About Us

Communication, Culture & Technology Building at the University of Toronto Mississauga campus

The Department of Visual Studies offers degree programs in Art History, Art and Art History, Cinema Studies, Visual Culture, and Visual Culture and Communication. The Department of Visual Studies is also home of the award-winning Blackwood Gallery.

Working with our internationally renowned faculty, students will have the opportunity to earn a Specialist, Major and Minor degrees. Learn more about our programs »

Land Acknowledgement

We wish to acknowledge this land on which the University of Toronto operates. For thousands of years it has been the traditional land of the Huron-Wendat, the Seneca and, most recently, the Mississaugas of the Credit River. Today, this meeting place is still the home to many Indigenous people from across Turtle Island and we are grateful to have the opportunity to work on this land.

DVS Commitment to Diversity and Inclusion

DVS faculty and staff were outraged by the killing of George Floyd in Minneapolis and by the countless episodes of police violence against Black people and other people of color, before and after his death. In the strongest possible terms, DVS condemns anti-Black racism and discrimination and stands in solidarity with Black community members and the pain, anguish, fear and deep frustration that so many people are feeling. Race-based violence must be stopped and institutional racism dismantled in North America and elsewhere.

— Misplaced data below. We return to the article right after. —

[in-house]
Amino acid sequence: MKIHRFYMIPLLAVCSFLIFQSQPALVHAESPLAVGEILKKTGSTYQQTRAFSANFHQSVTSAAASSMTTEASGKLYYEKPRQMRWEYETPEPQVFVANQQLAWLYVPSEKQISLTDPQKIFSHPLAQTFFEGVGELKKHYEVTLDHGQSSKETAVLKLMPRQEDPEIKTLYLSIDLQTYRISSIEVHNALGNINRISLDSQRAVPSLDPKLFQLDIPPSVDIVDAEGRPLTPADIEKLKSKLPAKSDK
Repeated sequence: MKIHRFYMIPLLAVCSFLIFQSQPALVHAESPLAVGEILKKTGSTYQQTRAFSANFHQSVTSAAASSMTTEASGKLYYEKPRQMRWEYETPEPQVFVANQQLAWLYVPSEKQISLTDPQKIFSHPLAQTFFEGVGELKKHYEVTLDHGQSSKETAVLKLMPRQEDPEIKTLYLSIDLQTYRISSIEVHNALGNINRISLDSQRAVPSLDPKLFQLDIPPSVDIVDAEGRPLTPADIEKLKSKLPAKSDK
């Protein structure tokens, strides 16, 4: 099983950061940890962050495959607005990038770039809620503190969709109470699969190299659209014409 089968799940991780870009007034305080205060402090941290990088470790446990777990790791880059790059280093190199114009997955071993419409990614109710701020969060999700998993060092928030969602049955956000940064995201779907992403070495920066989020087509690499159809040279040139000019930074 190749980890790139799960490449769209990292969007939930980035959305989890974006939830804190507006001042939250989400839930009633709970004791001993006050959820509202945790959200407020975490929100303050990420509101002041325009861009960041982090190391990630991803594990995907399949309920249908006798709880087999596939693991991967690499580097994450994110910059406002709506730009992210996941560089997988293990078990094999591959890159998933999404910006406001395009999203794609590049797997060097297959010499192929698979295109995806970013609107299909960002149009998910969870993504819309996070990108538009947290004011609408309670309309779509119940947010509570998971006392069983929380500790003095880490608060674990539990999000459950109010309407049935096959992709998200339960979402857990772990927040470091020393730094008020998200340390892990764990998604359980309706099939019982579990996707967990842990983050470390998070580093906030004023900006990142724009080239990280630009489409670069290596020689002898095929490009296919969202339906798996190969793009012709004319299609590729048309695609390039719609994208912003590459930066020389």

DVS is committed to doing its part to effect positive change. We strive to create an anti-racist, inclusive, diverse and equitable learning environment where everyone belongs. We are a diverse community, with BIPOC, Latinx and other people in underrepresented groups working together as professors, staff members, sessional instructors, postdoctoral fellows, and teaching assistants. This doesn't mean our work is done — far from it. Only 18 per cent of DVS's regularly offered cinema, art history and visual culture courses focus on regions outside Europe. And even though some of the other DVS courses address non-European contexts and BIPOC and Latinx artists, theorists and filmmakers, we must do better. We are planning to offer courses focused on African, Afro-Canadian and Caribbean topics in the coming terms and to recruit BIPOC instructors to teach them. We are also providing support for the faculty to develop creative pedagogies that can work toward decolonizing the classroom and addressing the hierarchical structures of white privilege embedded in the art and film worlds. Consultations with BIPOC and Latinx scholars in DVS and outside the university will help us revise our curriculum to better reflect the needs and concerns of students today. We are also committed to expanding our student recruitment efforts in racialized communities.

For those of you who are current DVS students or graduates, we are developing an anonymous survey for you to help us gain a more complete view of the inequities and racism students are experiencing inside and outside DVS classrooms. The survey will help us understand what kind of changes — both large and small — you'd like to see in your program so that we can do a better job of upholding and promoting our fundamental values of diversity, inclusion, respect, and civility.

Sheridan — DVS’s institutional partner in two collaborative programs — has signed the Black North Initiative aimed at dismantling systemic racism; you can read Sheridan’s pledge of support here (opens in a new window)